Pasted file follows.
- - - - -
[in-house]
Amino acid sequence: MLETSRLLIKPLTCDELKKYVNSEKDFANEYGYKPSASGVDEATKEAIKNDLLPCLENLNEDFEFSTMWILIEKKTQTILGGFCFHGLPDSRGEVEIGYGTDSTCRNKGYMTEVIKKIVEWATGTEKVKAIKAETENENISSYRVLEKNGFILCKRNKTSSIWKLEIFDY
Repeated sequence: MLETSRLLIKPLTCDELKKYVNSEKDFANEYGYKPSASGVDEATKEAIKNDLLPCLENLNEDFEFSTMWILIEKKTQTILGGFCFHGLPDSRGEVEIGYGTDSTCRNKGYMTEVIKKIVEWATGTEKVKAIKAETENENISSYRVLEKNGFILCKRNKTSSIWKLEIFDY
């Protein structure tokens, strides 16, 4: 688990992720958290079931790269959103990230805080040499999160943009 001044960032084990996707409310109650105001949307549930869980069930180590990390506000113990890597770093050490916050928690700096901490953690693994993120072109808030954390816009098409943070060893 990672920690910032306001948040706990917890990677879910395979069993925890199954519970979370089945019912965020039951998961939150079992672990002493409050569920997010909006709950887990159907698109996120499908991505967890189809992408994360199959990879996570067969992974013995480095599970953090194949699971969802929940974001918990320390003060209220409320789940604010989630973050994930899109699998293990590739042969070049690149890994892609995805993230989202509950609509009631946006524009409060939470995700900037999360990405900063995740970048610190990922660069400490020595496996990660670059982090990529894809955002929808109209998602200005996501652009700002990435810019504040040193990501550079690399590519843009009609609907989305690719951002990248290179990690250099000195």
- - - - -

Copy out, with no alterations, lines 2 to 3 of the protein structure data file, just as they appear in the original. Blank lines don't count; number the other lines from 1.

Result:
Amino acid sequence: MLETSRLLIKPLTCDELKKYVNSEKDFANEYGYKPSASGVDEATKEAIKNDLLPCLENLNEDFEFSTMWILIEKKTQTILGGFCFHGLPDSRGEVEIGYGTDSTCRNKGYMTEVIKKIVEWATGTEKVKAIKAETENENISSYRVLEKNGFILCKRNKTSSIWKLEIFDY
Repeated sequence: MLETSRLLIKPLTCDELKKYVNSEKDFANEYGYKPSASGVDEATKEAIKNDLLPCLENLNEDFEFSTMWILIEKKTQTILGGFCFHGLPDSRGEVEIGYGTDSTCRNKGYMTEVIKKIVEWATGTEKVKAIKAETENENISSYRVLEKNGFILCKRNKTSSIWKLEIFDY